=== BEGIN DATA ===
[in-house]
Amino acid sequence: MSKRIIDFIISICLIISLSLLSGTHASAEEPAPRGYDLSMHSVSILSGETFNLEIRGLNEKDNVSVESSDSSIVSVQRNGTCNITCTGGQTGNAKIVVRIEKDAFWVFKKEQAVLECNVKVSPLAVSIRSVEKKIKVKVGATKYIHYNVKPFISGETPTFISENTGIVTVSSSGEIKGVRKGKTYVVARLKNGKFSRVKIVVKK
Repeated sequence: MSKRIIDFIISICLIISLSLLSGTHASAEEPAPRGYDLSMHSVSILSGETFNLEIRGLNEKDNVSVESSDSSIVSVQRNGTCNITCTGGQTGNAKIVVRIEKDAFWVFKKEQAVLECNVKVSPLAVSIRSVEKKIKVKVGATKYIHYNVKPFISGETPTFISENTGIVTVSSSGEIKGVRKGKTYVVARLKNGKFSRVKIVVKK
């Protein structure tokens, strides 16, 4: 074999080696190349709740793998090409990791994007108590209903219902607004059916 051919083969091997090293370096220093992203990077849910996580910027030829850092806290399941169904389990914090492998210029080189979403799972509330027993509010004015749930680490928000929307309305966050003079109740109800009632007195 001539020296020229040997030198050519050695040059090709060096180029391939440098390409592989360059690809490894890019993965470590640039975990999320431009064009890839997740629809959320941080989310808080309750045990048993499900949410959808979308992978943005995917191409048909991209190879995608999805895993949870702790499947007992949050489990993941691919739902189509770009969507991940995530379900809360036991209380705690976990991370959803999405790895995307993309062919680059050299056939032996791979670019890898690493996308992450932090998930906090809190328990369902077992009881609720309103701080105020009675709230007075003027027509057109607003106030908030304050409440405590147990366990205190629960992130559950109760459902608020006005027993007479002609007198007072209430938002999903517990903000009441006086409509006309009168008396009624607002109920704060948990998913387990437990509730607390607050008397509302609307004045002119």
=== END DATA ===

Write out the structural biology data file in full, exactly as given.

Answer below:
[in-house]
Amino acid sequence: MSKRIIDFIISICLIISLSLLSGTHASAEEPAPRGYDLSMHSVSILSGETFNLEIRGLNEKDNVSVESSDSSIVSVQRNGTCNITCTGGQTGNAKIVVRIEKDAFWVFKKEQAVLECNVKVSPLAVSIRSVEKKIKVKVGATKYIHYNVKPFISGETPTFISENTGIVTVSSSGEIKGVRKGKTYVVARLKNGKFSRVKIVVKK
Repeated sequence: MSKRIIDFIISICLIISLSLLSGTHASAEEPAPRGYDLSMHSVSILSGETFNLEIRGLNEKDNVSVESSDSSIVSVQRNGTCNITCTGGQTGNAKIVVRIEKDAFWVFKKEQAVLECNVKVSPLAVSIRSVEKKIKVKVGATKYIHYNVKPFISGETPTFISENTGIVTVSSSGEIKGVRKGKTYVVARLKNGKFSRVKIVVKK
């Protein structure tokens, strides 16, 4: 074999080696190349709740793998090409990791994007108590209903219902607004059916 051919083969091997090293370096220093992203990077849910996580910027030829850092806290399941169904389990914090492998210029080189979403799972509330027993509010004015749930680490928000929307309305966050003079109740109800009632007195 001539020296020229040997030198050519050695040059090709060096180029391939440098390409592989360059690809490894890019993965470590640039975990999320431009064009890839997740629809959320941080989310808080309750045990048993499900949410959808979308992978943005995917191409048909991209190879995608999805895993949870702790499947007992949050489990993941691919739902189509770009969507991940995530379900809360036991209380705690976990991370959803999405790895995307993309062919680059050299056939032996791979670019890898690493996308992450932090998930906090809190328990369902077992009881609720309103701080105020009675709230007075003027027509057109607003106030908030304050409440405590147990366990205190629960992130559950109760459902608020006005027993007479002609007198007072209430938002999903517990903000009441006086409509006309009168008396009624607002109920704060948990998913387990437990509730607390607050008397509302609307004045002119």